Tag: Adriana’s Symi
Today’s featured image may have you puzzled but yes, it is indeed on Symi, just underground! Symi’s caves are very fragile and dangerous to access so their locations are not publicised. If you want to see more extraordinary photographs of Symi’s ‘underworld’ go to Barry Hankey’s blog.
We haven’t had anymore rain and the forecast looks dry as far as the Panormitis Festival on 8 November. Tiny things are continuing to germinate and delicate miniscule narcissi and other small flowers are poking through. Mind where you step in the Pedi valley!
And in other news… There was a shipping strike in Greece on Tuesday which has deranged the Blue Star schedule for the entire week. Tomorrow is Ochi Day, a big public holiday in Greece with marching bands and fly overs. As it falls on a Friday this year Symi is likely to be quite busy with Rhodians coming over for the weekend.
The beaches are wrapping up now. The water taxis have finished, the excursion boats have put up their ‘thank you for a great season – see you next year’ notices. Many restaurants and tavernas are either already closed or will close after the long weekend. (Only a limited number of venues stay open in the winter, to cater to the needs of the locals.) Likewise many of the seasonal hotels have wished everyone a good winter and started plastic-wrapping the outside lights. Down in Pedi both hotels are now closed until the spring. Next week the focus will switch to Panormitis as the monastery gears up for the big festival of St Michael on 8 November. The market stalls and food outlets start to set up next week and the car ferries will bring a cavalcade of vans and trucks from Rhodes.
The Sebeco finishes its service for the year on Monday 31 October so there is no longer a daily shuttle between Rhodes and Symi. After that we will be dependent on the Blue Star three times a week, the Stavros whenever Symi occurs on its circuit (variable and much influenced by local weather conditions in various small island ports) and Dodecanese Seaways (mainly weekends).
Some October Postcards from Symi
After the First Rains
Last weekend, on Saturday 15 October, Symi had the first rains that triggered the start of the island’s ‘second spring’. Heavy rain was forecast but fortunately missed us. Symi received about 15 mm over a 24 hour period, not a lot but enough to get things growing. Parts of Crete, on the other hand, received heavy down pours that triggered flash flooding with cars washed into the sea, significant damage to property and tragically the loss of two lives.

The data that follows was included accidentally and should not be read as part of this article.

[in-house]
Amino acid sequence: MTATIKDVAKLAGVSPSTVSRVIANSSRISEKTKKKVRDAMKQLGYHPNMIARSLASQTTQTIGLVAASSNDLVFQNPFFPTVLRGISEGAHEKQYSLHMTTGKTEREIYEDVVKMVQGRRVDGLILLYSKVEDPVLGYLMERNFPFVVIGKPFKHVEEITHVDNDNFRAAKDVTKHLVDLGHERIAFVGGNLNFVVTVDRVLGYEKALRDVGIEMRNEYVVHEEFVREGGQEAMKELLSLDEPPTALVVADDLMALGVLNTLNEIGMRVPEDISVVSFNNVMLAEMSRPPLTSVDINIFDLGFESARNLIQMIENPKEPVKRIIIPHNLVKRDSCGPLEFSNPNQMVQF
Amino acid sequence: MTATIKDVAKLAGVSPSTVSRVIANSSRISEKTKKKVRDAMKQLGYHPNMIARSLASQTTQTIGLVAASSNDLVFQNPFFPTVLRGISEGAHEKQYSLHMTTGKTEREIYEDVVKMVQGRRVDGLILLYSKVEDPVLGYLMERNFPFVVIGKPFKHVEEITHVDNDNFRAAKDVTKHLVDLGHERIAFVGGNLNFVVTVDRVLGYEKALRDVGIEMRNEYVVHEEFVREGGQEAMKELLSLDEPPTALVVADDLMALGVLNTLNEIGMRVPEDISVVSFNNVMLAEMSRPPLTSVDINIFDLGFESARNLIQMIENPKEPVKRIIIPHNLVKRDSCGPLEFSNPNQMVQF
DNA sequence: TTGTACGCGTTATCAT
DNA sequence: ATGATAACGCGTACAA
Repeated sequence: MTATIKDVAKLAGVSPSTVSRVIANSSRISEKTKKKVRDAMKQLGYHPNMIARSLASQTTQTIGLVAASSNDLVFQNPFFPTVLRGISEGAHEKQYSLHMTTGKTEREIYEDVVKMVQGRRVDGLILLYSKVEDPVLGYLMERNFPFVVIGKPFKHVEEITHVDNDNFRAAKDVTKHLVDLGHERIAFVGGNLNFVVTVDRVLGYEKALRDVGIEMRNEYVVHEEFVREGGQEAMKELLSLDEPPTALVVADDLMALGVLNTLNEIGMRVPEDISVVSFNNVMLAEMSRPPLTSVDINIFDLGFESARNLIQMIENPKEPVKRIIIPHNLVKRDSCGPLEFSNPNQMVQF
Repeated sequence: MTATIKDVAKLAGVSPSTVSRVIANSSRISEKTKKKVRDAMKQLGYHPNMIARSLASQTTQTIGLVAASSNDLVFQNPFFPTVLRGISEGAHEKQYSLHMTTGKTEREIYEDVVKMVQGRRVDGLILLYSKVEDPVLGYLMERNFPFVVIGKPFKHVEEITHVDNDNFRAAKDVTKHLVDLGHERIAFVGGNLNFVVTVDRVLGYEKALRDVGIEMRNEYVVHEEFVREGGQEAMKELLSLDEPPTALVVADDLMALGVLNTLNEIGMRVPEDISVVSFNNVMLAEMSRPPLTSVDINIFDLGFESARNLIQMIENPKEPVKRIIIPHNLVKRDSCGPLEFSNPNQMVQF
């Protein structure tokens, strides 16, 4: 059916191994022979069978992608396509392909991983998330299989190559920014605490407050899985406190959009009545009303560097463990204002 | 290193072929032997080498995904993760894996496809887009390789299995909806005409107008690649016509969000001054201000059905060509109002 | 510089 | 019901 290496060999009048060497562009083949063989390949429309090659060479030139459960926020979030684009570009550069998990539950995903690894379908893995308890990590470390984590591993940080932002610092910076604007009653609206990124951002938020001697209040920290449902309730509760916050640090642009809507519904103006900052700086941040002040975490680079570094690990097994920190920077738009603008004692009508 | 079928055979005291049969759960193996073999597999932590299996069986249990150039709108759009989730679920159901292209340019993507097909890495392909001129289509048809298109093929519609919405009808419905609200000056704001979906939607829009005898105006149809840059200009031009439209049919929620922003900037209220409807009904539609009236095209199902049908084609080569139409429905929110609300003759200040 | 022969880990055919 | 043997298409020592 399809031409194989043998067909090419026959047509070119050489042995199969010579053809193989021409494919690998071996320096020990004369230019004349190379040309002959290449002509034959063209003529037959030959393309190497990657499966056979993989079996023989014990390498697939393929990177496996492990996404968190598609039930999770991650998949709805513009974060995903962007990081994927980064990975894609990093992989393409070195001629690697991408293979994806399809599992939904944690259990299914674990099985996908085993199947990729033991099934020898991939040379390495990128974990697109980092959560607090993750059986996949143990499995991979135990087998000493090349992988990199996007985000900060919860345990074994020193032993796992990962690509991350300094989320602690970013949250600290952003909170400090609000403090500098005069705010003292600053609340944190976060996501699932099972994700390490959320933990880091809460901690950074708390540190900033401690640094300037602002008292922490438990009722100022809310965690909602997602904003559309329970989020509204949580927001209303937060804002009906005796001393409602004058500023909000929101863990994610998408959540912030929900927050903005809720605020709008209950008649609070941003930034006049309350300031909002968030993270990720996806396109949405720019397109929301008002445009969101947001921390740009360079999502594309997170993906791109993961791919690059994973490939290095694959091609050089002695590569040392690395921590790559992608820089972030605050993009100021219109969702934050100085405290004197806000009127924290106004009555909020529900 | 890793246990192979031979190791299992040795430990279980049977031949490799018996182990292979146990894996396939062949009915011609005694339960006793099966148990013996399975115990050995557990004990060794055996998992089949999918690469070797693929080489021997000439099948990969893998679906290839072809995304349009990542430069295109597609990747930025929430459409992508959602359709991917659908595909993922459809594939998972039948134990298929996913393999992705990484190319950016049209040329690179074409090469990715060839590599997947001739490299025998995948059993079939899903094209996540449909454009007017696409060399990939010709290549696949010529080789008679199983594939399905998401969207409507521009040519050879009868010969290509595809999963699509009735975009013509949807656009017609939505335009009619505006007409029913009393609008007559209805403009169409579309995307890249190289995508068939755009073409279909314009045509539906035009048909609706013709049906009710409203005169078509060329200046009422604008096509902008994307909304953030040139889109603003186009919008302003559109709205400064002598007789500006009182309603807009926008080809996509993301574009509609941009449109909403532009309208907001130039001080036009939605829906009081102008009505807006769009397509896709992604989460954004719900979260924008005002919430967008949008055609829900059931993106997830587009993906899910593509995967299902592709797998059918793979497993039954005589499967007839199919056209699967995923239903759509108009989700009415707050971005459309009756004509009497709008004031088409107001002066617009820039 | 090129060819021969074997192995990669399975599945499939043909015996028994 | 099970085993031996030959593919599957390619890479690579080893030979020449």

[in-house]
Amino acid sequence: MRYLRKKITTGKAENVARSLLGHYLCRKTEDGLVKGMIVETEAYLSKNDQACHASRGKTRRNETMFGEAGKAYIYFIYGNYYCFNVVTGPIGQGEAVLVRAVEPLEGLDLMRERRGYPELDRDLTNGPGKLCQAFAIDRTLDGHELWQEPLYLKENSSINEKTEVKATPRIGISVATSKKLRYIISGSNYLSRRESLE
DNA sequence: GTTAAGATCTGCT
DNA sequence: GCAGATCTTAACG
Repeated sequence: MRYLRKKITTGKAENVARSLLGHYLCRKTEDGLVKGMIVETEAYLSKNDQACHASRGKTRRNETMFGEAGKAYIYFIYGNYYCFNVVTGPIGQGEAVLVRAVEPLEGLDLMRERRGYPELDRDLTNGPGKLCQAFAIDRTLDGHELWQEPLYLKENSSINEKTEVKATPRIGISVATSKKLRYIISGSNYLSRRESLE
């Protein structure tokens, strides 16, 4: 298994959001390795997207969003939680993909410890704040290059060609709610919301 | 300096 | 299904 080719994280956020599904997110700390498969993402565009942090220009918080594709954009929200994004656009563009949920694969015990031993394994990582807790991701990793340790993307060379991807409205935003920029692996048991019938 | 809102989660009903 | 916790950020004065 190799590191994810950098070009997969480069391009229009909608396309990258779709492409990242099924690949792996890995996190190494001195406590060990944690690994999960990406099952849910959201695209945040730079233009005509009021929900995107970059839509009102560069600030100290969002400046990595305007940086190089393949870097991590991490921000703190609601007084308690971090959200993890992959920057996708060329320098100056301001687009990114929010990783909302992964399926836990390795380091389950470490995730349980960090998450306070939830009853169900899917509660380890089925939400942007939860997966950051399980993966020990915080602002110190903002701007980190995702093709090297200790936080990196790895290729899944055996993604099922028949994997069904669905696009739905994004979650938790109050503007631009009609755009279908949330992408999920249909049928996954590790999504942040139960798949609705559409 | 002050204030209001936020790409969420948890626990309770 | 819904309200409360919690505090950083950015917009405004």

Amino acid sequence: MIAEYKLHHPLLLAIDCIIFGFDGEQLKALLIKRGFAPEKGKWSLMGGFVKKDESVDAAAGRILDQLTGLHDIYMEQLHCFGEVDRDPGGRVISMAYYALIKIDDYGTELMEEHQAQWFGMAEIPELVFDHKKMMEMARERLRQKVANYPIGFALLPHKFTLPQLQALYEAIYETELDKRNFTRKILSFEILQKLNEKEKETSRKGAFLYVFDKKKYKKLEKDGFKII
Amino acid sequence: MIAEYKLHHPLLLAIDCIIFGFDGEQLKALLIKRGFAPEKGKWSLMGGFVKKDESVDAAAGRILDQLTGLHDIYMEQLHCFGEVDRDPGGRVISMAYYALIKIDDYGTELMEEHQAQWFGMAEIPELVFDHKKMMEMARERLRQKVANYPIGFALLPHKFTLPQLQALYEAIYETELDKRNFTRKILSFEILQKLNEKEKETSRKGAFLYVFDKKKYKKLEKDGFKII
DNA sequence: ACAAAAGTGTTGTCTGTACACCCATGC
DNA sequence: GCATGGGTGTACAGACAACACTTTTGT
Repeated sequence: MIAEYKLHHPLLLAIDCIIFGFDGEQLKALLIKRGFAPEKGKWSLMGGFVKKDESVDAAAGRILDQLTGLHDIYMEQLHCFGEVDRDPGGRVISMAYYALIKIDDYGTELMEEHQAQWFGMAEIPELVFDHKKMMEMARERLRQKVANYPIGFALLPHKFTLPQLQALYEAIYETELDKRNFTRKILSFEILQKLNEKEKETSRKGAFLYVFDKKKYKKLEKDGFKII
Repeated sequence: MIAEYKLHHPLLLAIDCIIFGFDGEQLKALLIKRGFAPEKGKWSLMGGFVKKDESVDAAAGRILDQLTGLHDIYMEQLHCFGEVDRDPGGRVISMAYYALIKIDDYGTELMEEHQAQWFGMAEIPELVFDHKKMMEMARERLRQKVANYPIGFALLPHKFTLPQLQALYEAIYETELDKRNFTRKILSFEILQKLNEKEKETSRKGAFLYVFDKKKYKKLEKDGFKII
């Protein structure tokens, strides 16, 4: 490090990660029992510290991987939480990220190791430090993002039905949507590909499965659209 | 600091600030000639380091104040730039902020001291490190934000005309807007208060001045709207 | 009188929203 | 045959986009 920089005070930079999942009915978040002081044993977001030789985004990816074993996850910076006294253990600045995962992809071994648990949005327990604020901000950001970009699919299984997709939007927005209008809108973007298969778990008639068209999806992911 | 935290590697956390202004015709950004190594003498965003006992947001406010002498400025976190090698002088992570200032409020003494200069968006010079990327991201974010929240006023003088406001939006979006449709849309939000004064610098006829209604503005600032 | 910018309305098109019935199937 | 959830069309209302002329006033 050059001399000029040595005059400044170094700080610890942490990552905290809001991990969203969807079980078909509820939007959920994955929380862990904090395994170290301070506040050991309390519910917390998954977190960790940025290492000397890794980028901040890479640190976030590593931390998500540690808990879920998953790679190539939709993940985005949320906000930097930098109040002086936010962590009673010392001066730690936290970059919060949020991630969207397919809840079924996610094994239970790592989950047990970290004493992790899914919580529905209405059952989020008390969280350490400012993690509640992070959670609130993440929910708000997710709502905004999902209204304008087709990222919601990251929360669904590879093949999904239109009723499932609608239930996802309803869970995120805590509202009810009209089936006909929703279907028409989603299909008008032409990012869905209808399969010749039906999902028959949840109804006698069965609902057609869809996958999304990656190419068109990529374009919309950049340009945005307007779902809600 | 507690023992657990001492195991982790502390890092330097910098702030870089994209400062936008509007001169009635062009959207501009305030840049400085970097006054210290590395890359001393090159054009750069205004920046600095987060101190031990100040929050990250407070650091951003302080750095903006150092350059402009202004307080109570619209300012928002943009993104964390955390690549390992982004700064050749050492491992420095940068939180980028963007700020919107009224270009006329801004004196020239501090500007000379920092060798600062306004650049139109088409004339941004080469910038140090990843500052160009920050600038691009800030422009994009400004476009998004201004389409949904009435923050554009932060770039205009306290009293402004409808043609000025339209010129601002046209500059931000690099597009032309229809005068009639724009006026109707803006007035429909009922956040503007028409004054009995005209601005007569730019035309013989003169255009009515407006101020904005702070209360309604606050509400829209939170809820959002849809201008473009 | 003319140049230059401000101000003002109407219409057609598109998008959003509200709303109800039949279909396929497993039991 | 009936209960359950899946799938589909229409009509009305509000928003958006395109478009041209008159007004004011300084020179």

The combination of rain and sunshine has brought up the first flush of green. Seeds are germinating. The locals are digging over their vegetable gardens, ready for the first plantings of the new growing season.
Even the ants are busy, preparing for the winter ahead.
Symi is suddenly very quiet, particularly down in Pedi. In the evenings all we hear apart from the roar of the power station is the occasional cat fight and the hooting of owls. The marina is no longer party-central. ASymi Residences has put up the storm shutters for the winter and apart from a few dedicated sunworshippers the Pedi Beach Hotel seems to be winding down.
Agia Marina beach has already closed down and St Nicholas will soon be following – even if there were still lots of people around, Symi’s steep terrain throws most of the popular beaches into shadow for much of the day from now until April.
The weather is quite mild. Mid to low twenties most days, with the occasional 29 thrown in just to keep us on our toes. Evenings are cool. There have been some shipping disruptions due to gales in the Aegean. Rain and thundershowers may hit us this weekend, or they may pass us by and hit Rhodes and Turkey instead.
Here are some photographs I took with my old Nikon around 10.30 this morning. As you can see, my Huawei phone actually takes much better photos than my camera but I wanted to use the zoom.
Symi in the Snow
Late in the afternoon of Monday 24 January 2022 the first snowflakes started to fall on Symi.
The next morning we awoke to this.
News from Pedi